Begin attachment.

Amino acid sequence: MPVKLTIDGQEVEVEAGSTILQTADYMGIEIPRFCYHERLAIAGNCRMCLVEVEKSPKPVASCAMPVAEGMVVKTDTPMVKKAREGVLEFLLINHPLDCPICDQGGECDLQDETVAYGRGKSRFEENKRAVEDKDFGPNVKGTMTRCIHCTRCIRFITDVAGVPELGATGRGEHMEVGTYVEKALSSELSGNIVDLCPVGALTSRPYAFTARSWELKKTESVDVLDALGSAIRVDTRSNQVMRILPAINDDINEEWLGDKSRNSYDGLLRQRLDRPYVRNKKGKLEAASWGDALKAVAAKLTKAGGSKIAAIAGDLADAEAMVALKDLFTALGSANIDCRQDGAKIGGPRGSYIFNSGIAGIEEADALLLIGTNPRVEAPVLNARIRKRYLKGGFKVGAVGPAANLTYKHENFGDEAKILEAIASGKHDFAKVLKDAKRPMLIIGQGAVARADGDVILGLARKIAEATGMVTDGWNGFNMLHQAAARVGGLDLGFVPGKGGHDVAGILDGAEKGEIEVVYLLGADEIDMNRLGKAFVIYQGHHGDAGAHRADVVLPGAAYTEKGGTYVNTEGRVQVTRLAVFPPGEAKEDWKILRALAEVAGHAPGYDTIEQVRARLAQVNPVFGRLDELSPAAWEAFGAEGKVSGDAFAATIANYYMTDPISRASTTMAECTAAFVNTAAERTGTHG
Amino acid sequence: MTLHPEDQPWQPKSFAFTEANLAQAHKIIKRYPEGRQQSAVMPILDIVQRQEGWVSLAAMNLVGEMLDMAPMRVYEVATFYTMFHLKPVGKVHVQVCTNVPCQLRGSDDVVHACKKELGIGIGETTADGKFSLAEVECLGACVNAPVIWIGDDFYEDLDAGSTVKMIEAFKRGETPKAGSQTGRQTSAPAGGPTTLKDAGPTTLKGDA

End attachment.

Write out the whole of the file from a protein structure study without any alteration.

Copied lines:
Amino acid sequence: MPVKLTIDGQEVEVEAGSTILQTADYMGIEIPRFCYHERLAIAGNCRMCLVEVEKSPKPVASCAMPVAEGMVVKTDTPMVKKAREGVLEFLLINHPLDCPICDQGGECDLQDETVAYGRGKSRFEENKRAVEDKDFGPNVKGTMTRCIHCTRCIRFITDVAGVPELGATGRGEHMEVGTYVEKALSSELSGNIVDLCPVGALTSRPYAFTARSWELKKTESVDVLDALGSAIRVDTRSNQVMRILPAINDDINEEWLGDKSRNSYDGLLRQRLDRPYVRNKKGKLEAASWGDALKAVAAKLTKAGGSKIAAIAGDLADAEAMVALKDLFTALGSANIDCRQDGAKIGGPRGSYIFNSGIAGIEEADALLLIGTNPRVEAPVLNARIRKRYLKGGFKVGAVGPAANLTYKHENFGDEAKILEAIASGKHDFAKVLKDAKRPMLIIGQGAVARADGDVILGLARKIAEATGMVTDGWNGFNMLHQAAARVGGLDLGFVPGKGGHDVAGILDGAEKGEIEVVYLLGADEIDMNRLGKAFVIYQGHHGDAGAHRADVVLPGAAYTEKGGTYVNTEGRVQVTRLAVFPPGEAKEDWKILRALAEVAGHAPGYDTIEQVRARLAQVNPVFGRLDELSPAAWEAFGAEGKVSGDAFAATIANYYMTDPISRASTTMAECTAAFVNTAAERTGTHG
Amino acid sequence: MTLHPEDQPWQPKSFAFTEANLAQAHKIIKRYPEGRQQSAVMPILDIVQRQEGWVSLAAMNLVGEMLDMAPMRVYEVATFYTMFHLKPVGKVHVQVCTNVPCQLRGSDDVVHACKKELGIGIGETTADGKFSLAEVECLGACVNAPVIWIGDDFYEDLDAGSTVKMIEAFKRGETPKAGSQTGRQTSAPAGGPTTLKDAGPTTLKGDA